In 2010, the Common Core State Standards were introduced to a collective groan from both parents and many educators.
The educational standards, now commonly known as Common Core, divided the country as news spread of ridiculous math problems that required a lot of explaining the math, and not enough doing the math.
Educents Experts decided to decode Common Core.
What’s The Word?
The Educents community hasn’t held back either. We gathered some of your thoughts on the new standards. Here’s what you said:
Many in our community agreed with Emma and echoed this sentiment – the implementation of the standards have been a major point of concern for many teachers and parents who worry that the new standards are confusing students who have become accustomed to pr-existing standards!
Natalie’s comment wasn’t just echoed in our community but also in comments across social media surrounding Common Core! The analytical approach to literary classics has been a point of contention for many.
Carrie’s comment was a much deeper hint at the modern family structure – American families today are constantly on the move. State standards that align across state borders are essential for these families. Many families are forced to roadschool as they move across the country, Common Core standards can at least put paid to these concerns!
While much of our community was concerned that the standards took time away from children with special needs and could leave them behind, a teacher thought that in her daily routine she was able to spend more time with students who needed more help than others.
Both sides have expressed their opinions ranging from absolute disgruntlement with the standards to tepid optimism.
But what are the standards anyway?
What Is Common Core?
The education benchmarks now known as the Common Core State Standards are a set of grade specific milestones that students are expected to achieve in English Language Arts (ELA) and literacy, as well as in Math.
As state standards across the United States grew increasingly disparate, Common Core standards were conceived as the solution!
Over 2007 and 2008, The Council of Chief State School Officers (CCSSO) and National Governors Association began discussions to create new standards that were culled from state standards already in place, as well as international educational benchmarks from high-performing countries like Finland and Japan.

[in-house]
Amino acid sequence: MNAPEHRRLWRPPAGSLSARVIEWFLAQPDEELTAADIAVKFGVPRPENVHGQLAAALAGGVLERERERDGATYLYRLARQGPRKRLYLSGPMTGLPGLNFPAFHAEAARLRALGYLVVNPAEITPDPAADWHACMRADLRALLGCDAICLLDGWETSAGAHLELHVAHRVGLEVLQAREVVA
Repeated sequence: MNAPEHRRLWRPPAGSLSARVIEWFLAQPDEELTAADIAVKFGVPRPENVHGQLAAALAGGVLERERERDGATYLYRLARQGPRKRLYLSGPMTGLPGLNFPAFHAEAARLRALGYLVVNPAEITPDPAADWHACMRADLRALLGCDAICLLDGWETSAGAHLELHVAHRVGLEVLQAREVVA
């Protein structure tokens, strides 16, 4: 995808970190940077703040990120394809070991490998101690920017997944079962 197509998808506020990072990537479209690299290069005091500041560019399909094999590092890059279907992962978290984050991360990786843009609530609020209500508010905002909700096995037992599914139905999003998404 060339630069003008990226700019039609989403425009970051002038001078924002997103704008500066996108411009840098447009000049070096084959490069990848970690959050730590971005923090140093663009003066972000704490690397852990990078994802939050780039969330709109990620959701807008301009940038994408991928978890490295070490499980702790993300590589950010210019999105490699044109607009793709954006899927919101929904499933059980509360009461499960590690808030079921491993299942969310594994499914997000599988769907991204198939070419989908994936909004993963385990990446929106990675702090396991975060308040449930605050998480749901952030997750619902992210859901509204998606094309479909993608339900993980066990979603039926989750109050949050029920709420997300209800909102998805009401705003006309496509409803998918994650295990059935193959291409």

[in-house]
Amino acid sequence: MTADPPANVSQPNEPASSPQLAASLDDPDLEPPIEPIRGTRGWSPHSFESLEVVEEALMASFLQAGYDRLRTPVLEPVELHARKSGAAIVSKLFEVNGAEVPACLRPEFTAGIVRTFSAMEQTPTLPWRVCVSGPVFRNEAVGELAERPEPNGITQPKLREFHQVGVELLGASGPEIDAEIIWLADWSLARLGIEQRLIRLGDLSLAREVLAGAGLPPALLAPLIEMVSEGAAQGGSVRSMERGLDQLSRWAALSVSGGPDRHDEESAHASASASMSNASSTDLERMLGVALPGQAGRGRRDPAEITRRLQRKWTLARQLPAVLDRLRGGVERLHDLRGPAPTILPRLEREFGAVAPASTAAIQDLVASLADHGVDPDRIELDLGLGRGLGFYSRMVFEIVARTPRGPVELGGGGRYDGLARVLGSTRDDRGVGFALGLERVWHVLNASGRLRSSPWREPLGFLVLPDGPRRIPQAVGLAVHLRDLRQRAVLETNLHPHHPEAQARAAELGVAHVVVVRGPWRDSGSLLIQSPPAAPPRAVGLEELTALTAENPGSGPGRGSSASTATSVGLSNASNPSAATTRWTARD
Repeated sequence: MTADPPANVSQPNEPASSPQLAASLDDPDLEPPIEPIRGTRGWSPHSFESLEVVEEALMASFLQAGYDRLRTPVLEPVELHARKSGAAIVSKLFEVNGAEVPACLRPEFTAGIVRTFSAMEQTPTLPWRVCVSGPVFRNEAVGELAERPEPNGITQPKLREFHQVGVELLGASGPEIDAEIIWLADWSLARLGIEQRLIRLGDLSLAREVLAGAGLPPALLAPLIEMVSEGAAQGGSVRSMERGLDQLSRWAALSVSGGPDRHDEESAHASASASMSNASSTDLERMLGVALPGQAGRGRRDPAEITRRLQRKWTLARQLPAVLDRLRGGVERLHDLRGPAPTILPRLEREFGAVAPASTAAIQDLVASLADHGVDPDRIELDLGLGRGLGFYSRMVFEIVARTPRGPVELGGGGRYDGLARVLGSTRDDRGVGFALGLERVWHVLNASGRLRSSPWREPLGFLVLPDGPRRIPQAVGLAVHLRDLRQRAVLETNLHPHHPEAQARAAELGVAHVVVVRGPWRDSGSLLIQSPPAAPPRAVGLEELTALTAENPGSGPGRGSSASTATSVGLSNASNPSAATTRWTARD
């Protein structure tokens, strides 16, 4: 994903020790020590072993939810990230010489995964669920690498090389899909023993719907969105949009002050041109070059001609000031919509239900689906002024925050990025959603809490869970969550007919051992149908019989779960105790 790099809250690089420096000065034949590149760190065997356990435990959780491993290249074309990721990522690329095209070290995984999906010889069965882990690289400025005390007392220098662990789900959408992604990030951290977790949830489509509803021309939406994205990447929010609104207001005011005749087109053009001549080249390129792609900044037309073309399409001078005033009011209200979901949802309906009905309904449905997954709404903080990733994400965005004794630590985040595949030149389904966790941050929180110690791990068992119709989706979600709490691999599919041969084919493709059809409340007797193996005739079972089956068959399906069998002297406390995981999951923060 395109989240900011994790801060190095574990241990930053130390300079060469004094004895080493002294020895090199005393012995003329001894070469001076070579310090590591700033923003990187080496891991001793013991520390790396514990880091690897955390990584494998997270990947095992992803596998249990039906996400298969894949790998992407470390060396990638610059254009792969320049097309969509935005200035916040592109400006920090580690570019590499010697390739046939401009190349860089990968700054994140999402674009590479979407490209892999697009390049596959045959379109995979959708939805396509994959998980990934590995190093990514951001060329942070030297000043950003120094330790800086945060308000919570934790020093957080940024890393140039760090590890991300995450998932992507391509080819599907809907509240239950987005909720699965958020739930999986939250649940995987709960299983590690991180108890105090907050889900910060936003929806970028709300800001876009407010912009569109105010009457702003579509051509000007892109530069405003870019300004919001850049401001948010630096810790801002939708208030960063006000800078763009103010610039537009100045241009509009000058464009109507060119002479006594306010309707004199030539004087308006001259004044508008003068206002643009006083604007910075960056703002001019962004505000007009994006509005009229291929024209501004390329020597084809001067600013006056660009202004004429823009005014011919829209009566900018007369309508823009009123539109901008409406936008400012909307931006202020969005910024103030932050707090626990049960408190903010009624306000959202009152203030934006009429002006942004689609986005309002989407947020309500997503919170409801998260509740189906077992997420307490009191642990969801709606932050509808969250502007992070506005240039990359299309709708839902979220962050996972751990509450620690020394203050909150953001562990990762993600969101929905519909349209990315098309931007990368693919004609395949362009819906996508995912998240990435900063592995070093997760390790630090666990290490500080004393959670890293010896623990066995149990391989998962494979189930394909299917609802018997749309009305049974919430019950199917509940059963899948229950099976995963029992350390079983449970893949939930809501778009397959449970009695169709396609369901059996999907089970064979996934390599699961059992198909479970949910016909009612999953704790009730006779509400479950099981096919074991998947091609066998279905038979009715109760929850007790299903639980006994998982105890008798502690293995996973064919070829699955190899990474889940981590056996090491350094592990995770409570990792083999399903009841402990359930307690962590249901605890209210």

Then, between 2010 and 2012, spurred by $200 million in funding from the Bill and Melinda Gates foundation, the standards were finalized and implementation began in several states. While 45 states initially signed up to implement the standards – 42 states still use them.
Once the standards were implemented or ratified, teachers began spending time overhauling lesson plans. With the new focus on “cognitive demand” in the standards parents found themselves relearning math techniques they’d learned years ago.
Media outlets were having a field day keeping up with social media frenzy.
Many asked, unconvinced, how are the new standards better anyway?
Comparing The Old And The New
We put together the comprehensive list of pros and cons.
*NGA: National Governors Association **CCSSO: Council of Chief State School Officers
Big names on both sides of the political spectrum have supported the standards and opposed them. Many teacher unions sided with the opponents while supporters found unexpected alliance in the U.S. Chamber of Commerce among others!
One question that both supporters and opponents failed to address in public media on the issue: How closely did the standards align with state and international standards after all?
Alignment With State And International Standards
A 2011 study analyzed available data to determine “the alignment index” – a measure of the extent to which two documents have the same content message. These measurements were based on the similarities between topics by cognitive demand within state standards and Common Core.
Alignment indices, the researchers measure for similarity between standards was low. Very low.
Here’s the alignment report card for each grade – the higher the number, the greater the alignment with state standards:
The Common Core standards clearly did not align well to pre-existing state standards. What was accounting for this difference in alignment?
The new standards include almost no content relating to instructional technology (calculators etc.) while instructional technology made up 26% of state standards – meanwhile students are expected to take more standardized, computer based tests under the new standards.
According to the same study, Common Core standards also differ from international standards where there is a much greater emphasis on procedural performance. For countries where data was available, performing procedures is 75% of the content while for Common Core – performing procedures made up about 38% of curricular content.
The Common Core standards are also different from the standards of countries with higher student achievement, and they are different from what U.S. teachers report they are currently teaching.
In the end, the new standards have not been well received and many have expressed confusion with the implementation of the standards. Several states have revisited how they implement the standards and accommodate for children who are gifted or have special needs.
As the first of the data rolls in on how the standards is performing across the nation, parents and educators await the verdict on the new standards.
Got an opinion on Common Core? Vote below, or tell us in the comments!
Do you support the use of common core standards in schools?